The remarks about Uganda's Anti-Homosexuality Law made by Cardinal Peter Turkson of Ghana at a recent conference on human rights organized by the Vatican are a welcome intervention in a debate that has become dangerously overheated.
At its most basic level, the recent legislation is a violation of the sovereign principle that healthcare is a human right. Martin Luther King, Jr. wrote from jail in 1963 that "injustice anywhere is a threat to justice everywhere."
As barriers to legal equality seem to be falling like dominoes in the United States, it's easy for LGBT Americans and their allies to feel a sense of giddiness. But even as the momentum in the U.S. seems to be accelerating in the right direction, a disturbing countertrend has emerged.
Simon Lokodo's been active in trying to close down LGBT organizations but is most famous for his flamboyantly absurd homophobic statements, having gone on record to say that the rape of under-age girls by men is the 'natural' way and more acceptable than homosexuality.
As even many Republicans understand, the U.S. Constitution does not recognize a right to discriminate or bully in the guise of religion. And Scott Lively's days of roaming the globe to whip up anti-gay hate are numbered, too.
As a community -- whether that means LGBT or of a particular city/town -- we can stand up and make our voices heard. Whether you live in Denver or Dublin, London or Newark, we can stand in solidarity with our Ugandan brethren.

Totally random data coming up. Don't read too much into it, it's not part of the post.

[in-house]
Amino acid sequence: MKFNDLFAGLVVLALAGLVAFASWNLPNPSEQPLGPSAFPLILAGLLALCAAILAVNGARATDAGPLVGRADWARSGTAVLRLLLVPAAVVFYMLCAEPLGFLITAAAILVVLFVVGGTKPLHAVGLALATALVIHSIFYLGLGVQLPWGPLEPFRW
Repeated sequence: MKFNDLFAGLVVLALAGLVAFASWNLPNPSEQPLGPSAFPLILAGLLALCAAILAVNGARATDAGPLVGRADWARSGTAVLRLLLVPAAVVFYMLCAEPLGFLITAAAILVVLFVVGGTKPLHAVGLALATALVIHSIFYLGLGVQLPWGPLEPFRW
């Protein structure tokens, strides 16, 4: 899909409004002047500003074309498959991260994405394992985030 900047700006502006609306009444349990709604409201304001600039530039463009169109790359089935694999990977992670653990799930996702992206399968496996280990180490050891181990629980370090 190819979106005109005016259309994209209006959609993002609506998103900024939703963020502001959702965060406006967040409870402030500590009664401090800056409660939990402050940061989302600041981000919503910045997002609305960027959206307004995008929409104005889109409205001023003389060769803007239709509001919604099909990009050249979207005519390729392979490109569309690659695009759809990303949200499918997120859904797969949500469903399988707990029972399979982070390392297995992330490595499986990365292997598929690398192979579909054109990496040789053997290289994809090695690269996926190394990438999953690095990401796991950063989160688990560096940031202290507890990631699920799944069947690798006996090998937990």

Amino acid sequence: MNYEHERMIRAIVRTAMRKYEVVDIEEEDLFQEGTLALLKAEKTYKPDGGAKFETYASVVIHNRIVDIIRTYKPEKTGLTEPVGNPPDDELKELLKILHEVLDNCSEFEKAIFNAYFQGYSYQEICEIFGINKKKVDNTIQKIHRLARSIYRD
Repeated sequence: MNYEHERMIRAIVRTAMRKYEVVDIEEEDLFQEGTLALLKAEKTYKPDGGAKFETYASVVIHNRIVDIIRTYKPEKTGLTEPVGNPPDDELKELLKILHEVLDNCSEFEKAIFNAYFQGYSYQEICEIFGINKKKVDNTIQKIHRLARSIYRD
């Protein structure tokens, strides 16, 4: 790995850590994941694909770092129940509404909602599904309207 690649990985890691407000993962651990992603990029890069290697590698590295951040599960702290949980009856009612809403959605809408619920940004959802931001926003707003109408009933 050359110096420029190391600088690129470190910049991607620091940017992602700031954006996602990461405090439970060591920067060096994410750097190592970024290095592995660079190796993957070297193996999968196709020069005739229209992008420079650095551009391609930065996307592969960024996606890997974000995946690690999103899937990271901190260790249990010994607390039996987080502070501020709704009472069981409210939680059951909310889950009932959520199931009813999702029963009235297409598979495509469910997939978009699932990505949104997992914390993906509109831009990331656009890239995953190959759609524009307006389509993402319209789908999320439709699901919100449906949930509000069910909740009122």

Lest anyone suggest discrimination in the United States is benign in comparison to what has unfolded in Uganda, we should take a closer look at the pain and suffering -- and yes, the hatred -- laws like these fuel.
While we're hopefully beating back this law in Arizona, with anti-gay forces claiming it's about religious freedom and not about discrimination, keep in mind that their goal is to see homosexuality criminalized and punished around the world.
It's sometimes hard to believe that the year is 2014. For all of our advances, tech developments, innovations, achievements and progress, we are watching elected officials enact laws and propose others that are simply unbelievable.
What I found when I got to Kampala was a beautiful city and wonderful, loving people. I also found a community living in fear and not able to move around for rational fear of being arrested, attacked or worse.